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Template:Worldview Since modern, electronic media began to take hold in the 1920s [1], Western pop culture has gone through about six different stages, each with their own distinct feeling.

Some decades (the 1960s, 1970s, and 1980s) are considered to have a feeling all on their own, while other decades, such as the 1990s and 2000s, are considered to be components of a greater era.

1920-1946: Jazz Age, Great Depression, and World War IIEdit

Main articles: 1920s, 1930s, and 1940s

This period was defined by the first popularity of film and the movies, Jazz music [2], which evolved into Swing music by 1935 [3], and later Big Band music [4]. Early on, in the '20s, this period was defined by prosperity, but with the 1929 Stock Market Crash, things quickly turned dire.

The flapper subculture was prominent in the 20s.

The radio became a mainstream medium during this time, and during the Golden age of radio, radio programs were far more diverse, as television had not yet existed, and included most of the genres currently found on television, including the sitcom and the soap opera.

Popular films of this era include The Jazz Singer (1927), Gone With The Wind (1939), Casablanca (1942), and The Wizard of Oz (1939).

1947-1962: Post-war eraEdit

Main article: 1950s

The 1950s, and the years immediately surrounding them, were defined by the first rock n roll, carhop culture, the emergence of the modern teenager, the Red Scare, and the onset of television.

Elvis Presley is the most famous entertainer to come out of this era.

1963-1970: Swinging 60sEdit

Main article: 1960s

The Sixties began with the British Invasion revival of rock n roll, and were defined by Civil Rights, protests over the Vietnam War, the hippie movement, environmentalism, Motown music, and classic rock. [5]

The Beatles are the most famous band of all time, and come from this era. [6]

Mod fashion, characterized by items such as miniskirts which were controversial at the time, was big in 1960s UK. [7]

Other popular bands of the Sixties include The Beach Boys, The Kinks, Velvet Underground, The Temptations, The Chiffons, and The Rolling Stones.

Color television was also mainstreamized during the '60s.

1971-1979: The SeventiesEdit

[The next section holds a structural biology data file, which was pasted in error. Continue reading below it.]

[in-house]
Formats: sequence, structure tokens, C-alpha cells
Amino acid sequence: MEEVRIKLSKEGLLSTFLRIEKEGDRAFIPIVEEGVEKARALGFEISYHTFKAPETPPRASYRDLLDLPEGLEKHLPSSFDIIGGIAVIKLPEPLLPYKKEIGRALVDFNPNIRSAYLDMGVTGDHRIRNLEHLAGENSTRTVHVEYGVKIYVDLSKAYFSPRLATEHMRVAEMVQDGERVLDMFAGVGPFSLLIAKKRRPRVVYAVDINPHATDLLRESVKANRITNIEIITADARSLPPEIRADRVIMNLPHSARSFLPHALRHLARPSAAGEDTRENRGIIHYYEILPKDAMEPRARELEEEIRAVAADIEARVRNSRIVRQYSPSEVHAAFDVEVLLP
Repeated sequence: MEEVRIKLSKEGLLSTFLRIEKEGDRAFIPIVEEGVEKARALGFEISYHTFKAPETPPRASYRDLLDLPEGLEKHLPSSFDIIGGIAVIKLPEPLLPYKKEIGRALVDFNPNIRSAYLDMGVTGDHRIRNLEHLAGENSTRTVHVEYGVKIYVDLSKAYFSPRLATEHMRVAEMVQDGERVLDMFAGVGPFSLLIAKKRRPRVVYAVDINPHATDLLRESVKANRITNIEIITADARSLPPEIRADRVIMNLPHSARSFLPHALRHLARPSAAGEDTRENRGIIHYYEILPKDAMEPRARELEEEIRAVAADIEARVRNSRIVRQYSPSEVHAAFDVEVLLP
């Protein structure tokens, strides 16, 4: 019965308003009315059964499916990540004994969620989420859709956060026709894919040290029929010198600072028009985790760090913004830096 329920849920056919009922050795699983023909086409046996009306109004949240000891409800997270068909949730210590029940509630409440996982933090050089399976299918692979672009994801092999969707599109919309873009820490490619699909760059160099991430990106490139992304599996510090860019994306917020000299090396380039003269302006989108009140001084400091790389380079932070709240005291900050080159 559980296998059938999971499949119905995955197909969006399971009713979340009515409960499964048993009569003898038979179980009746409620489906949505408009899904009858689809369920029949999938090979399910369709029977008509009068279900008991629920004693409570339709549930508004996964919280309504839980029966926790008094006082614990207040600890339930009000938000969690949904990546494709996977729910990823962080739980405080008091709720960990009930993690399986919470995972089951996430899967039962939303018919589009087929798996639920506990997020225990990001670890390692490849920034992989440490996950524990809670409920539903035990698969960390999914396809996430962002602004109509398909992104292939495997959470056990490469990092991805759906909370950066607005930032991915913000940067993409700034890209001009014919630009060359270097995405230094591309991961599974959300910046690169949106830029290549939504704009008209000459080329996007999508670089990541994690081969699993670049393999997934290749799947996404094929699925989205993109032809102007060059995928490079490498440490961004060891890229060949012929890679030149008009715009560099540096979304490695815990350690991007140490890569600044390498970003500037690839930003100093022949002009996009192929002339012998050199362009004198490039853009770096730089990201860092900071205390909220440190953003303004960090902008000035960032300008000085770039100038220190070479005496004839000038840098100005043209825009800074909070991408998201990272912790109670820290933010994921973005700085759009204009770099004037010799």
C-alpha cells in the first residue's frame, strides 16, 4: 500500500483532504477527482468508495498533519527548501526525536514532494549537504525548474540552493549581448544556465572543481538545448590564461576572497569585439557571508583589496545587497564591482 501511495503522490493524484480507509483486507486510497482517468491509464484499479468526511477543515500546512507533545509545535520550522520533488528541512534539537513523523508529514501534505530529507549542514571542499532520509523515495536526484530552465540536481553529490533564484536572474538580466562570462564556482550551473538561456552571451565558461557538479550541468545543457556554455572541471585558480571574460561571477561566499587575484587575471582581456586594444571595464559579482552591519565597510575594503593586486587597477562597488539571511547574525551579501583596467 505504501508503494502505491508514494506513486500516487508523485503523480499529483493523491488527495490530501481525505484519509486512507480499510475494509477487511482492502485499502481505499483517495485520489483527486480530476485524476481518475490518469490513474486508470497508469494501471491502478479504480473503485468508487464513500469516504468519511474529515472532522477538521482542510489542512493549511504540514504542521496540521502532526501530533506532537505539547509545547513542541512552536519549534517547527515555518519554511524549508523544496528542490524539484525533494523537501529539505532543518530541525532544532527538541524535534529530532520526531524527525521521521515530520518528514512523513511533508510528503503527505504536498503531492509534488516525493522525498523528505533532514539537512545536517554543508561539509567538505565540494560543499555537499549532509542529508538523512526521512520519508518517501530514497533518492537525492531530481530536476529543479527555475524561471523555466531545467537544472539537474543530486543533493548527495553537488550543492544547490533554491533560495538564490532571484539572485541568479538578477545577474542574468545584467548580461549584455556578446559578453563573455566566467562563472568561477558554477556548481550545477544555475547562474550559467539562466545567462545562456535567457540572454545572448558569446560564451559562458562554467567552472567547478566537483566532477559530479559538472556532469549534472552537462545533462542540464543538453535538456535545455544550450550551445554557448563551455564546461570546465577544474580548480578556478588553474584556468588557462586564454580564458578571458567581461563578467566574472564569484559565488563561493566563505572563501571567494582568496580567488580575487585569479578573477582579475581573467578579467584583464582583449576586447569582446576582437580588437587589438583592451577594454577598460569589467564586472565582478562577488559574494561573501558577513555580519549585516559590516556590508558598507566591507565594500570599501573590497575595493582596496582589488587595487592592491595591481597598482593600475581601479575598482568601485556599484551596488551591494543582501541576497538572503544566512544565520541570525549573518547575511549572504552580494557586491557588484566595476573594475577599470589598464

Main article: 1970s

The 1970s represented a continuation of the '60s rock music. Kitsch was popular in the 70s, and would continue to be in the '80s.

Disco music is considered symbolic of the decade [8], though it was only popular beginning in 1975.

Classic rock was also popular during this era, and the '70s saw the beginning of arena rock which would last up to the early '90s.

Popular music artists of the 1970s include Queen, Journey, ABBA, The Bee Gees, Aerosmith, Elton John, The Eagles, Ohio Players, KC and the Sunshine Band, Pink Floyd, Led Zeppelin, Boston, and Village People.

Polyester is considered a staple of 1970s fashion. [9]

1980-1991: The EightiesEdit

Main article: 1980s

The Eighties began with New Romantic fashion, defined by countersexuality and postmodernism, and the introduction of the synthesizer, dramatically altering the sound of music permanently.

Cable television truly took off in this era, and MTV in particular, had a large effect on popular culture — influencing fashion with the music video and contributing to the popularity of New Wave music, an off-shoot of punk rock that later incorporated synthesizers and catchy melodies into the irony and rebellion of punk culture.

Popular New Wave acts of the Eighties include Duran Duran, Depeche Mode, The Cure, New Order, Talking Heads, Blondie, Devo, The Go-Go's, Cyndi Lauper, Culture Club, Information Society, Thompson Twins, Pet Shop Boys, and Psychedelic Furs. Teen movies of the 80s, such as Valley Girl, The Breakfast Club, Sixteen Candles, and Pretty in Pink often featured soundtracks with new wave artists. [10]

The decade saw a swing back to conservatism in Western countries that would last until the mid 2000s in countries like the US and UK. [11]

Hair metal acts like Van Halen and Bon Jovi were popular throughout this period, and influenced fashion. Permed hair was popular during the '80s.

Rave culture and music also began in this period, becoming more and more prevalent in the Alternative era after the '80s, especially in Europe.

The Eighties era is considered to have ended around the year 1991, with the musical success of Nirvana breaking in alternative rock and alternative culture, and the Soviet Union collapsing and the mainstreaming of the personal computer around the same time.

1992-2000: The Alternative eraEdit

The 1990s were defined by the fragmentation of pop culture, due to digital technology [12]. Teen pop, hip hop music and alternative music were the definitive styles of 1992 to 2000 and no later than that.

Tattoos and body piercings outside of the ears also became mainstream beginning in the early to mid 1990s.

The use of profanity became more socially acceptable during this time period [13], and more people followed a DIY lifestyle. Indie music and hipster culture existed alongside the mainstream pop music and rap music cultures.

Musicians popular from the early 1990s include Green Day, Mariah Carey, Snoop Dogg, Wu Tang Clan, Red Hot Chili Peppers, Metallica, The Offspring, Beck, Weezer, Celine Dion, and Garth Brooks.

Teen pop groups and singers of the period include Boys 2 Men, Backstreet Boys, Spice Girls, NSYNC, Britney Spears, Christina Aguilera

Popular television shows of the '90s include The Simpsons, South Park, American Idol, The Real World, Law and Order, E.R., Friends, Seinfeld.

Fashion from 1992 to 2000 has been defined by retro-fashion, anti-fashion, Grunge fashion, hip hop fashion, preppie fashion, and apparel such as blue jeans and t-shirts. Accessories became a major part of fashion starting in the early 1990s.

ReferencesEdit

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